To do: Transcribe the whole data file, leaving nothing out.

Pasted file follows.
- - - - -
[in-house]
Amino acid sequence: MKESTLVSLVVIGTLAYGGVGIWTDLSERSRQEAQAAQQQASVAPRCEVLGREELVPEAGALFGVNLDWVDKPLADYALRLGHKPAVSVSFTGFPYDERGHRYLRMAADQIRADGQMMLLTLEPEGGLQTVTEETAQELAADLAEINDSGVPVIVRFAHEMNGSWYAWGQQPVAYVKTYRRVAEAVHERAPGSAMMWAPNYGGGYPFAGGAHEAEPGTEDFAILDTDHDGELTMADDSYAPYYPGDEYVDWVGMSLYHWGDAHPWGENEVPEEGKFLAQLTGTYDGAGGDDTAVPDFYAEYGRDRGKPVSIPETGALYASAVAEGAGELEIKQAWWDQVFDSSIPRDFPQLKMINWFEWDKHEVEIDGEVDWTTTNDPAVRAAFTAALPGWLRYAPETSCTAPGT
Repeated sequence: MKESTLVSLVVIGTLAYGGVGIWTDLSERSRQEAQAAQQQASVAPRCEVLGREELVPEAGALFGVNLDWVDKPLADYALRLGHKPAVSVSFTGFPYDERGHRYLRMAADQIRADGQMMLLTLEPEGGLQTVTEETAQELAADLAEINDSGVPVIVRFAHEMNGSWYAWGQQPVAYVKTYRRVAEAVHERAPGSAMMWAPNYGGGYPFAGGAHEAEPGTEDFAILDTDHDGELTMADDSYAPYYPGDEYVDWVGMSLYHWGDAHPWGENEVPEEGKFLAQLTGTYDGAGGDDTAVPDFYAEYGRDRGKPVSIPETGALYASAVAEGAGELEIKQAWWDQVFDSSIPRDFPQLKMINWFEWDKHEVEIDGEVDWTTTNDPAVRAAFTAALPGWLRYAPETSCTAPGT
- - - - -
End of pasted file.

[in-house]
Amino acid sequence: MKESTLVSLVVIGTLAYGGVGIWTDLSERSRQEAQAAQQQASVAPRCEVLGREELVPEAGALFGVNLDWVDKPLADYALRLGHKPAVSVSFTGFPYDERGHRYLRMAADQIRADGQMMLLTLEPEGGLQTVTEETAQELAADLAEINDSGVPVIVRFAHEMNGSWYAWGQQPVAYVKTYRRVAEAVHERAPGSAMMWAPNYGGGYPFAGGAHEAEPGTEDFAILDTDHDGELTMADDSYAPYYPGDEYVDWVGMSLYHWGDAHPWGENEVPEEGKFLAQLTGTYDGAGGDDTAVPDFYAEYGRDRGKPVSIPETGALYASAVAEGAGELEIKQAWWDQVFDSSIPRDFPQLKMINWFEWDKHEVEIDGEVDWTTTNDPAVRAAFTAALPGWLRYAPETSCTAPGT
Repeated sequence: MKESTLVSLVVIGTLAYGGVGIWTDLSERSRQEAQAAQQQASVAPRCEVLGREELVPEAGALFGVNLDWVDKPLADYALRLGHKPAVSVSFTGFPYDERGHRYLRMAADQIRADGQMMLLTLEPEGGLQTVTEETAQELAADLAEINDSGVPVIVRFAHEMNGSWYAWGQQPVAYVKTYRRVAEAVHERAPGSAMMWAPNYGGGYPFAGGAHEAEPGTEDFAILDTDHDGELTMADDSYAPYYPGDEYVDWVGMSLYHWGDAHPWGENEVPEEGKFLAQLTGTYDGAGGDDTAVPDFYAEYGRDRGKPVSIPETGALYASAVAEGAGELEIKQAWWDQVFDSSIPRDFPQLKMINWFEWDKHEVEIDGEVDWTTTNDPAVRAAFTAALPGWLRYAPETSCTAPGT